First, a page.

Through the expounding on this theory, anomie is no more related simply to deficiency of moral counsel in today’s world but also due to the fact that people are being pushed to consider their social statuses first in place of moral values so as to pull through adversity (Merton, 1996).
Merton conceives that society influences the behaviors of an individual by setting ambitions and the way those ambitions are to be achieved. He believes that there is a connection between anomie and the difference that exist between the vehemence laid upon the ambitions and the means of achieving them in the society.
Thus, society is the root cause of crime and it represents how poorly the society is organized. The perspective of Merton is therefore similar to that of Durkheim in that both see a person’s life as a making of the society (Merton, 1996).
However, while Durkheim considers that the key societal principles and values are accordant, it is only during the beginning of a stage in societal development that he conceives the aspirations of individuals to be the same (Durkheim, 2005).
Merton on the other hand, asserts that the society as a whole strives toward similar goals and only some persons prefer not to comply with the rules that the society has set in reaching their aspirations. Durkheim is of the opinion that society creates criminal offenses so as to ameliorate and keep order within the society whilst Merton’s opinion is that society is the cause of an individual resorting to offense on account of it failing to serve its administrative purposes (Merton R. , 2008).
The social structure produces a strain toward anomie and deviant behavior. The pressure of such a social order is upon outdoing one’s competitors. So long as the sentiments supporting this competitive system are distributed throughout the entire range of activities and are not confined to the final result of “success”, the choice of means will remain largely within the ambit of institutional control.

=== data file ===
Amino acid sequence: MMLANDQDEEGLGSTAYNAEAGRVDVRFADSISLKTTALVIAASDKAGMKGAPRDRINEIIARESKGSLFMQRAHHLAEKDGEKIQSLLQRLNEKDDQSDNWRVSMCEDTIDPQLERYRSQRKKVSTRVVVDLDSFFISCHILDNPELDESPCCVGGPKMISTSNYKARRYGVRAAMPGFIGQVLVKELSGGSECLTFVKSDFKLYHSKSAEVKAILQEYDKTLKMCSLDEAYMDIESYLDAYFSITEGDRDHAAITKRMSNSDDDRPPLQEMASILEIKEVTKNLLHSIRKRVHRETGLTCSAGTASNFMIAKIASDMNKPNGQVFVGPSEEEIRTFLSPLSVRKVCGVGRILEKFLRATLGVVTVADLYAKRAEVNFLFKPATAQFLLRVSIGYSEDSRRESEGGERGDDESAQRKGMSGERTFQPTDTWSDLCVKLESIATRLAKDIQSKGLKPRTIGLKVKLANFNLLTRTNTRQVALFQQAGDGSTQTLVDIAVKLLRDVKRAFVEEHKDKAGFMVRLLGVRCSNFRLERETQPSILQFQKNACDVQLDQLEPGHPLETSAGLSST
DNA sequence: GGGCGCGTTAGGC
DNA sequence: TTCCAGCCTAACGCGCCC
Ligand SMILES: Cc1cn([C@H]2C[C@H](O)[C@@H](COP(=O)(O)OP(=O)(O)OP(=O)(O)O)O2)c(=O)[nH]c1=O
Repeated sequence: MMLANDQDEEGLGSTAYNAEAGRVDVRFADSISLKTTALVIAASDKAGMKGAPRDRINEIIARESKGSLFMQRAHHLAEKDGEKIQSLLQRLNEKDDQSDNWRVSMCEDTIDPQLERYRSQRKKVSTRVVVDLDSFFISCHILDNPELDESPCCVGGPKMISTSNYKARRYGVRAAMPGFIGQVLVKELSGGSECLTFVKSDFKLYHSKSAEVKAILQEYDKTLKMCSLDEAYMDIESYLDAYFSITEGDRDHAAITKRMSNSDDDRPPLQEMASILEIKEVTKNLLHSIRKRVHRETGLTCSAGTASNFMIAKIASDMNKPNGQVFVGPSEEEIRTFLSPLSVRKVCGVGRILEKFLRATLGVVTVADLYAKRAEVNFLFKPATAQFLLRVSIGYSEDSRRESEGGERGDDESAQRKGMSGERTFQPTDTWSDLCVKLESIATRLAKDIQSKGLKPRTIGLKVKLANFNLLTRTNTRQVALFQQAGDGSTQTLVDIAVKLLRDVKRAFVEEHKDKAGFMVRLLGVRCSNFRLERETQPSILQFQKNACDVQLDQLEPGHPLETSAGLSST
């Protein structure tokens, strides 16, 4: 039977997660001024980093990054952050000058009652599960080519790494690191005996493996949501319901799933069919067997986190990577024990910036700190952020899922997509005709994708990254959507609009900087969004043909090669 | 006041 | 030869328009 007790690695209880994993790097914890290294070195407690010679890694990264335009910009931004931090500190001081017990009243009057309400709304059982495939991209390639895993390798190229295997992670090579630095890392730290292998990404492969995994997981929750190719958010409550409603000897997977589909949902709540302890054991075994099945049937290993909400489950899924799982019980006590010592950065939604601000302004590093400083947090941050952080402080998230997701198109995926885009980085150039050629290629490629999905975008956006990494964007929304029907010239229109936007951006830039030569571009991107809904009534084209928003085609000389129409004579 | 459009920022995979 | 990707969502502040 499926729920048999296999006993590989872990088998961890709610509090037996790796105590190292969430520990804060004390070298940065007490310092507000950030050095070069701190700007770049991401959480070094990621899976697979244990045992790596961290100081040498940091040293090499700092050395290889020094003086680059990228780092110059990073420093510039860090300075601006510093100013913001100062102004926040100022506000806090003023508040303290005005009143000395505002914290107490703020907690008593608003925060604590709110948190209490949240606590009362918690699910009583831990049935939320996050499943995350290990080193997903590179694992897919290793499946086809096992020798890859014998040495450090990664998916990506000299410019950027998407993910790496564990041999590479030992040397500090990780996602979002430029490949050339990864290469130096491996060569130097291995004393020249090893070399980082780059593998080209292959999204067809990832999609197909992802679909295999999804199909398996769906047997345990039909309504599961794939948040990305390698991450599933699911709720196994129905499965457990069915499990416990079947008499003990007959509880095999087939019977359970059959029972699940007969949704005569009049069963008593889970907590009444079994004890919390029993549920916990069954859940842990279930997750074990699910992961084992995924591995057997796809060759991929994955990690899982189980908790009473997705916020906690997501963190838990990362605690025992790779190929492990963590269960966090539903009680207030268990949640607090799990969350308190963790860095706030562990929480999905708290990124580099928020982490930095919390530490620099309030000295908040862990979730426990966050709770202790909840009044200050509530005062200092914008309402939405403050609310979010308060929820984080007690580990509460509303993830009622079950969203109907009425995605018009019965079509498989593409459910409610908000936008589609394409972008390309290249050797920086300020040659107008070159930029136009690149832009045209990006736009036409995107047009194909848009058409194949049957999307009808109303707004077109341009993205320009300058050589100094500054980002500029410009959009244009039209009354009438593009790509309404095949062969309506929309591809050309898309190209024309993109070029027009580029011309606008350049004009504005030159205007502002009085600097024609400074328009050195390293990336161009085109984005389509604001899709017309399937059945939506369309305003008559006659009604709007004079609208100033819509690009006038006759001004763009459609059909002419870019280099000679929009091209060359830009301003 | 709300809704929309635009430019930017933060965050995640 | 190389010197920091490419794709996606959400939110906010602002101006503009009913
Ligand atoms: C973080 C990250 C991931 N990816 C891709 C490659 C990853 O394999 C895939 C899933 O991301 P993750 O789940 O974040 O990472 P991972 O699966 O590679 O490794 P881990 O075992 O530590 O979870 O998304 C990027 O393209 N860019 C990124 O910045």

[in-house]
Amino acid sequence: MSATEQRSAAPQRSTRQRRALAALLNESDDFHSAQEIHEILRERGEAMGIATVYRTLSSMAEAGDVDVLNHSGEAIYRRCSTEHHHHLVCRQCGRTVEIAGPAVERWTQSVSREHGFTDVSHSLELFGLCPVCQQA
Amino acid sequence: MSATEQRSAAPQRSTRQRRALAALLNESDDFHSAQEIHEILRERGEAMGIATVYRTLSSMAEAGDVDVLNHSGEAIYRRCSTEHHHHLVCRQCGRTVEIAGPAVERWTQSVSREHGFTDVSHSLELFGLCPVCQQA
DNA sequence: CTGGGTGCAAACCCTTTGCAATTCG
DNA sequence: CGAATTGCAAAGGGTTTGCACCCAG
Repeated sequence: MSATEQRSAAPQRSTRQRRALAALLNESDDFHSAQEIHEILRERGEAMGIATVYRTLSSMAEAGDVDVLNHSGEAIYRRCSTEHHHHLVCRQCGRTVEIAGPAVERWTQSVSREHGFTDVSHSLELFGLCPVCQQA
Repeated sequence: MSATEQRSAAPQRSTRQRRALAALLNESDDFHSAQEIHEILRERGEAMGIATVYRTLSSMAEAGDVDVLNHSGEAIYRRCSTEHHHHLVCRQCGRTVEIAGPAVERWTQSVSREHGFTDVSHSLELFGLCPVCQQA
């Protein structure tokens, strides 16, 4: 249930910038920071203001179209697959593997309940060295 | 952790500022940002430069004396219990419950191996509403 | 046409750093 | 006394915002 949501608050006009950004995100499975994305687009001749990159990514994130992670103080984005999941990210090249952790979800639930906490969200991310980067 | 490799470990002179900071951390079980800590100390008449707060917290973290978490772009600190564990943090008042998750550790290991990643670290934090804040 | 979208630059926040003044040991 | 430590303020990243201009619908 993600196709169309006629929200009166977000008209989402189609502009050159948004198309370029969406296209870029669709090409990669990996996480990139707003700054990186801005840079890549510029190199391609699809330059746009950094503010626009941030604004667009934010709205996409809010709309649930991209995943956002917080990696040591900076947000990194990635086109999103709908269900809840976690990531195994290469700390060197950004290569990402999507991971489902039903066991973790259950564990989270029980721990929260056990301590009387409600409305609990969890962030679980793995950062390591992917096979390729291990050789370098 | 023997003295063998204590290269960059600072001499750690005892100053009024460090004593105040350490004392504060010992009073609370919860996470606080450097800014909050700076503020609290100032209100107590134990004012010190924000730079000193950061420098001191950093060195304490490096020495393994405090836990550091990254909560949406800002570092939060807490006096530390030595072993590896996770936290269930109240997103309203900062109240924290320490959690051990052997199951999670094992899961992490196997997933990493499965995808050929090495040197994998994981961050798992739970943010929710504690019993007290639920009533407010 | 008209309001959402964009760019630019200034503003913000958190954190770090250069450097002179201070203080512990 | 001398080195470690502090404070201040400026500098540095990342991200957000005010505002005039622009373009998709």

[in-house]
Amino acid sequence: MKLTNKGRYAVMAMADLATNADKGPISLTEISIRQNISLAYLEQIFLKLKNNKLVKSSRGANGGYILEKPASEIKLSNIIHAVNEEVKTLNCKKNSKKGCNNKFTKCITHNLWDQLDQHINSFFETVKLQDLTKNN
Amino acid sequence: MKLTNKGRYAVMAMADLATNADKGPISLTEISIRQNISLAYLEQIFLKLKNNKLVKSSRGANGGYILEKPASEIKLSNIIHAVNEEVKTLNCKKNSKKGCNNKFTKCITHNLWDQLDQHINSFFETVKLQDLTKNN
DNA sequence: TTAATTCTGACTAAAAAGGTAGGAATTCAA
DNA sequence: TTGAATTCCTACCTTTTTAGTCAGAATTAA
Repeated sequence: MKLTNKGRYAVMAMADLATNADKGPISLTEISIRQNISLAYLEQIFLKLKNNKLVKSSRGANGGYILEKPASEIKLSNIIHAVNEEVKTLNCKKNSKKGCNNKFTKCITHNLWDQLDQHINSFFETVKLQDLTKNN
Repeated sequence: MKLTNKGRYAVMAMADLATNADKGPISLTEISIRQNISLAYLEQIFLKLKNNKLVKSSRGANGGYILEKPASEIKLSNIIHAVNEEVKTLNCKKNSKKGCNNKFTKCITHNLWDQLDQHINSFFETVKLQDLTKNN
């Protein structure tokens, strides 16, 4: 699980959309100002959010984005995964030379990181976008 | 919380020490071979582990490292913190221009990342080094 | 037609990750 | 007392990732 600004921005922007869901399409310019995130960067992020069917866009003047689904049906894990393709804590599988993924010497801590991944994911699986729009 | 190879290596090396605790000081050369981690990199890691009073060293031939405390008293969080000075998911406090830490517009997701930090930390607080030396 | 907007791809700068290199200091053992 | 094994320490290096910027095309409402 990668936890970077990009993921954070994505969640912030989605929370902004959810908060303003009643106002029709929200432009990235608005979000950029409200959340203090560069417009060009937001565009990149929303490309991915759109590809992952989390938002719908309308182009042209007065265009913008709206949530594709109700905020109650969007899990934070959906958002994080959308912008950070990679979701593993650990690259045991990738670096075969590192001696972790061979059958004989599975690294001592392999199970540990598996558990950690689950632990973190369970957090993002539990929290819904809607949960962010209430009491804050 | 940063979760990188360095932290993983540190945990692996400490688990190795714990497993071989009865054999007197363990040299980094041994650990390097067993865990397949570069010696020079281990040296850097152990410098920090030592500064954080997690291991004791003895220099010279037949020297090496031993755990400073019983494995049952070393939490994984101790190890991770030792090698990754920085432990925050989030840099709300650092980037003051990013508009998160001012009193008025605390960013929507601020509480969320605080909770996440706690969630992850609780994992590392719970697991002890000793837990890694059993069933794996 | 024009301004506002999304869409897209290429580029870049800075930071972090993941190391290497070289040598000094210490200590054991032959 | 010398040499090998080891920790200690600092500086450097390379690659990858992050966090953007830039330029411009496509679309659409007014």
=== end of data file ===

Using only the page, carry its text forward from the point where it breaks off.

When, however, the cultural emphasis shifts from the satisfactions deriving from competition itself to exclusive concern with the outcome, the resulting stress makes for the breakdown of the regulatory structure (Merton, 1996, p. 151).
He further goes on to argue that the society sets goals which are unattainable and urges an individual to pursue them and often not supplying the means of lawfully attaining them. In the process, it fails to order the society and provides a militant environment in which criminal offenses flourish (Merton R. , 2008).
It is only when a system of cultural values extols, virtually above all else, certain common success-goals for the population at large while the social structure rigorously restricts or completely closes access to approved modes of reaching these goals for a considerable part of the same population, that deviant behavior ensues on a large scale (Merton, 1996, p. 143).
From the discussion it can be seen that the writings of the three sociologists pertains to the issues within today’s social organizations such as crime and morality, economy, as well as the social justice system. Various elements of a person’s life such as work, marriage, and children have been analyzed as well hence providing a great understanding of the social structures.
It has been made quite clear that in order for a society to progress; structural separatism of work related roles is a requirement. In conclusion, deviance can be viewed as an illumination of moral value limits, avouchment of social order, and a booster of social integrity and social change. It has also been showed that we live in extremely specialized societies that are divided along lines of work, social classes, and cultural structures.
Durkheim, E. (2005). From The Division of Labour in Society (1893). In S. Appelrouth, & D. E. Laura, Sociological Theory in the Classical Era (pp. 105-111). SAGE.
Merton, R. (2008). From Social Structure and Anomie (1967). In S. Appelrouth, & D. E. Laura, Sociological Theory in the Contemporary Era (pp. 66-73). Pine Forge Press.
Merton, R. K. (1996). On Social Structure and Science. (P. Sztompka, Trans.) University of Chicago Press.
Parsons, T. (2011). From Sex Roles in the American Kinship System (1943). In S. Appelrouth, & D. E. Laura, Sociological Theory in the Contemporary Era (pp. 51- 54). Pine Forge Press.